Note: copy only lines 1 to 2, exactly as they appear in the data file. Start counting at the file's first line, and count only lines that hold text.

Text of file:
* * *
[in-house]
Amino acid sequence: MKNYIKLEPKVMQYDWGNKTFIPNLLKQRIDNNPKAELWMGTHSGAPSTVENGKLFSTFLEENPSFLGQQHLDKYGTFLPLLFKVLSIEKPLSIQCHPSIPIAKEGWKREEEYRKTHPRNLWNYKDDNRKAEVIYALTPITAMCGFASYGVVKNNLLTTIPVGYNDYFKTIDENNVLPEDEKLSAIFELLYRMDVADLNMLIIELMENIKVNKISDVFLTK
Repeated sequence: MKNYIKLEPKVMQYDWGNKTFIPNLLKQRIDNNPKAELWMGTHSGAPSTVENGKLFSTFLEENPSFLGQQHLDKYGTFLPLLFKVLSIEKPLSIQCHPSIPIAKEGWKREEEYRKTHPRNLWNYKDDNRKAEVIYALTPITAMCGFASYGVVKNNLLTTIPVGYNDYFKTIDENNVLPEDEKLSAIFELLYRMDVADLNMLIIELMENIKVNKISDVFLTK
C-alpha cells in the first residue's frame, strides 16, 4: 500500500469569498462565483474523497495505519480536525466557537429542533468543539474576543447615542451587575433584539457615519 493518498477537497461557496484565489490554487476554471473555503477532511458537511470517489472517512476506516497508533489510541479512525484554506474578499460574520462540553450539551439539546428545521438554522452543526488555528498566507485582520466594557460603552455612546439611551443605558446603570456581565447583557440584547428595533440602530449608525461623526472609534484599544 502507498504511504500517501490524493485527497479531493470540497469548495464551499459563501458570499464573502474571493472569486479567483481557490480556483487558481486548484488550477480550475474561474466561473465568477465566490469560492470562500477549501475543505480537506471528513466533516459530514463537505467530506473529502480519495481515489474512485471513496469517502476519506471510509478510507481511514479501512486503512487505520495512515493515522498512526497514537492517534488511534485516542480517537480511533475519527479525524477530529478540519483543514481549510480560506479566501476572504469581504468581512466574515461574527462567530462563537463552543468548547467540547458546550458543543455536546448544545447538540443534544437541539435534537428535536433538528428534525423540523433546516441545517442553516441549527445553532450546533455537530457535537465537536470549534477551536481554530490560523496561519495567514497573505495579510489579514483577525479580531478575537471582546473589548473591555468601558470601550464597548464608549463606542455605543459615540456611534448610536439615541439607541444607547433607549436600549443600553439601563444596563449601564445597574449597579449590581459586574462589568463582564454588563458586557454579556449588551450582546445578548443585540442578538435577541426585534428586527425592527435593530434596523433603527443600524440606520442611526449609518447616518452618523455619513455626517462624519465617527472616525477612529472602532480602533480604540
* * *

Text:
[in-house]
Amino acid sequence: MKNYIKLEPKVMQYDWGNKTFIPNLLKQRIDNNPKAELWMGTHSGAPSTVENGKLFSTFLEENPSFLGQQHLDKYGTFLPLLFKVLSIEKPLSIQCHPSIPIAKEGWKREEEYRKTHPRNLWNYKDDNRKAEVIYALTPITAMCGFASYGVVKNNLLTTIPVGYNDYFKTIDENNVLPEDEKLSAIFELLYRMDVADLNMLIIELMENIKVNKISDVFLTK